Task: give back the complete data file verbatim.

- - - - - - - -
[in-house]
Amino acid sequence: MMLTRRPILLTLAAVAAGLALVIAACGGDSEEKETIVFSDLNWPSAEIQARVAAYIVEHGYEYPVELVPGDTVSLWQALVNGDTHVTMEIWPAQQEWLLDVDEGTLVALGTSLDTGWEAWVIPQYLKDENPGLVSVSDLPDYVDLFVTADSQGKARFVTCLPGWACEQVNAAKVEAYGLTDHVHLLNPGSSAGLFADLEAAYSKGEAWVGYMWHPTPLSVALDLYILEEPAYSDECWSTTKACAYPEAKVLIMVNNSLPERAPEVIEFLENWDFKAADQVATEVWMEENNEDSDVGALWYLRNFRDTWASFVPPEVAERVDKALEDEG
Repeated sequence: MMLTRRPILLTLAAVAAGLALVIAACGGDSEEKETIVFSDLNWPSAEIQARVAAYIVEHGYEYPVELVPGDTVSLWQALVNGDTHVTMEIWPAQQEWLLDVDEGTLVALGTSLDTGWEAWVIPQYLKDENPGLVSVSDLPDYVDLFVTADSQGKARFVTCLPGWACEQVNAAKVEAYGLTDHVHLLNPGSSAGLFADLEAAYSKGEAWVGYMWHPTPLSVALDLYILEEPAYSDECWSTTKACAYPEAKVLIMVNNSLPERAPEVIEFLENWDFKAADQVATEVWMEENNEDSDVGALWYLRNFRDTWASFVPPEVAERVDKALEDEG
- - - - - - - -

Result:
[in-house]
Amino acid sequence: MMLTRRPILLTLAAVAAGLALVIAACGGDSEEKETIVFSDLNWPSAEIQARVAAYIVEHGYEYPVELVPGDTVSLWQALVNGDTHVTMEIWPAQQEWLLDVDEGTLVALGTSLDTGWEAWVIPQYLKDENPGLVSVSDLPDYVDLFVTADSQGKARFVTCLPGWACEQVNAAKVEAYGLTDHVHLLNPGSSAGLFADLEAAYSKGEAWVGYMWHPTPLSVALDLYILEEPAYSDECWSTTKACAYPEAKVLIMVNNSLPERAPEVIEFLENWDFKAADQVATEVWMEENNEDSDVGALWYLRNFRDTWASFVPPEVAERVDKALEDEG
Repeated sequence: MMLTRRPILLTLAAVAAGLALVIAACGGDSEEKETIVFSDLNWPSAEIQARVAAYIVEHGYEYPVELVPGDTVSLWQALVNGDTHVTMEIWPAQQEWLLDVDEGTLVALGTSLDTGWEAWVIPQYLKDENPGLVSVSDLPDYVDLFVTADSQGKARFVTCLPGWACEQVNAAKVEAYGLTDHVHLLNPGSSAGLFADLEAAYSKGEAWVGYMWHPTPLSVALDLYILEEPAYSDECWSTTKACAYPEAKVLIMVNNSLPERAPEVIEFLENWDFKAADQVATEVWMEENNEDSDVGALWYLRNFRDTWASFVPPEVAERVDKALEDEG